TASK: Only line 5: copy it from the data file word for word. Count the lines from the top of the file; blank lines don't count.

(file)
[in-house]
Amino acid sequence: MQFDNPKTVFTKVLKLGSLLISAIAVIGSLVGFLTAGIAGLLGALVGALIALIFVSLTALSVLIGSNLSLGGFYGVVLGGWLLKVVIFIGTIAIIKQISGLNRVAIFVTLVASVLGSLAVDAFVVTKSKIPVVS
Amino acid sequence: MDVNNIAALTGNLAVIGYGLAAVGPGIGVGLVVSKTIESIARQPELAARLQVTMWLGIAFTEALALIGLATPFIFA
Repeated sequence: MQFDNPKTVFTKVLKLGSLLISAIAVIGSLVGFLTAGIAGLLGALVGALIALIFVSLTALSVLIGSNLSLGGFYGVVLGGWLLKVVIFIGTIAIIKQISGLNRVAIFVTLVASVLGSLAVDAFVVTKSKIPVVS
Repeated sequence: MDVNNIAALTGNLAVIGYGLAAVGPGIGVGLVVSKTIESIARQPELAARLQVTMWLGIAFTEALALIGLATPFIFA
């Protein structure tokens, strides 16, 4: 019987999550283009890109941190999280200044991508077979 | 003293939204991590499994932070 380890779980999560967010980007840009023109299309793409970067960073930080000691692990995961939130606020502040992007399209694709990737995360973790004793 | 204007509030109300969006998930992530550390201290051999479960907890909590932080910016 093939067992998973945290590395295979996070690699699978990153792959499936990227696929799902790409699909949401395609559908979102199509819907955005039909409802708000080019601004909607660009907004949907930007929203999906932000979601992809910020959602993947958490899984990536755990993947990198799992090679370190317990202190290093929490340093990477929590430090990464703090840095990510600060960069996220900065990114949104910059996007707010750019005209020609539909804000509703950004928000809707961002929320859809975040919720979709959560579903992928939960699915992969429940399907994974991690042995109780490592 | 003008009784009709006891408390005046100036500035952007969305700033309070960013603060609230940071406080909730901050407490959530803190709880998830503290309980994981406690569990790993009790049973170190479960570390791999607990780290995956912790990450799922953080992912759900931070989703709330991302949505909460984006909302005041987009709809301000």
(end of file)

Repeated sequence: MDVNNIAALTGNLAVIGYGLAAVGPGIGVGLVVSKTIESIARQPELAARLQVTMWLGIAFTEALALIGLATPFIFA